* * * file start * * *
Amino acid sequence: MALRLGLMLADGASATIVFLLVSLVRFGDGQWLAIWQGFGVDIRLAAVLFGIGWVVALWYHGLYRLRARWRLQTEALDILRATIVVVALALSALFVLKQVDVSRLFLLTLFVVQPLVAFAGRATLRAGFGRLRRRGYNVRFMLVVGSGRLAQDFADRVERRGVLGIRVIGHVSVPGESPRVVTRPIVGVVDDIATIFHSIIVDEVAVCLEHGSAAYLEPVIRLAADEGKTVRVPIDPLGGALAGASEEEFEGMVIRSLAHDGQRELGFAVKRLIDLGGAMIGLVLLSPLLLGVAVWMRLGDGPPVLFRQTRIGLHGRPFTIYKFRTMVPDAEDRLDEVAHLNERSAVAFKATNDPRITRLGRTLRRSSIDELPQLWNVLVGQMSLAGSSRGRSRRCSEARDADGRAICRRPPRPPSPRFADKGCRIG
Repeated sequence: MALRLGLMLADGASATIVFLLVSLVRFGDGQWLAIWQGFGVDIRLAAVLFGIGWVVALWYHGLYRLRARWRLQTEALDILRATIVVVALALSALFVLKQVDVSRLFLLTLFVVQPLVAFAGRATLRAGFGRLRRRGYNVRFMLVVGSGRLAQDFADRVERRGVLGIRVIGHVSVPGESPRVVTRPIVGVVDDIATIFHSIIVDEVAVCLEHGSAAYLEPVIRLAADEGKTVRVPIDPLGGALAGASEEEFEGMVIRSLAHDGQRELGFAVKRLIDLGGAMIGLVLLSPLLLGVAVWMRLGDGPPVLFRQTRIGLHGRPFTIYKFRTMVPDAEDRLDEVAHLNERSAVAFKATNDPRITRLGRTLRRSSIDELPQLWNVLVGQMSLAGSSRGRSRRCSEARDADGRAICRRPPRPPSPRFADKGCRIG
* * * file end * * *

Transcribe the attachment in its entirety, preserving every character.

Amino acid sequence: MALRLGLMLADGASATIVFLLVSLVRFGDGQWLAIWQGFGVDIRLAAVLFGIGWVVALWYHGLYRLRARWRLQTEALDILRATIVVVALALSALFVLKQVDVSRLFLLTLFVVQPLVAFAGRATLRAGFGRLRRRGYNVRFMLVVGSGRLAQDFADRVERRGVLGIRVIGHVSVPGESPRVVTRPIVGVVDDIATIFHSIIVDEVAVCLEHGSAAYLEPVIRLAADEGKTVRVPIDPLGGALAGASEEEFEGMVIRSLAHDGQRELGFAVKRLIDLGGAMIGLVLLSPLLLGVAVWMRLGDGPPVLFRQTRIGLHGRPFTIYKFRTMVPDAEDRLDEVAHLNERSAVAFKATNDPRITRLGRTLRRSSIDELPQLWNVLVGQMSLAGSSRGRSRRCSEARDADGRAICRRPPRPPSPRFADKGCRIG
Repeated sequence: MALRLGLMLADGASATIVFLLVSLVRFGDGQWLAIWQGFGVDIRLAAVLFGIGWVVALWYHGLYRLRARWRLQTEALDILRATIVVVALALSALFVLKQVDVSRLFLLTLFVVQPLVAFAGRATLRAGFGRLRRRGYNVRFMLVVGSGRLAQDFADRVERRGVLGIRVIGHVSVPGESPRVVTRPIVGVVDDIATIFHSIIVDEVAVCLEHGSAAYLEPVIRLAADEGKTVRVPIDPLGGALAGASEEEFEGMVIRSLAHDGQRELGFAVKRLIDLGGAMIGLVLLSPLLLGVAVWMRLGDGPPVLFRQTRIGLHGRPFTIYKFRTMVPDAEDRLDEVAHLNERSAVAFKATNDPRITRLGRTLRRSSIDELPQLWNVLVGQMSLAGSSRGRSRRCSEARDADGRAICRRPPRPPSPRFADKGCRIG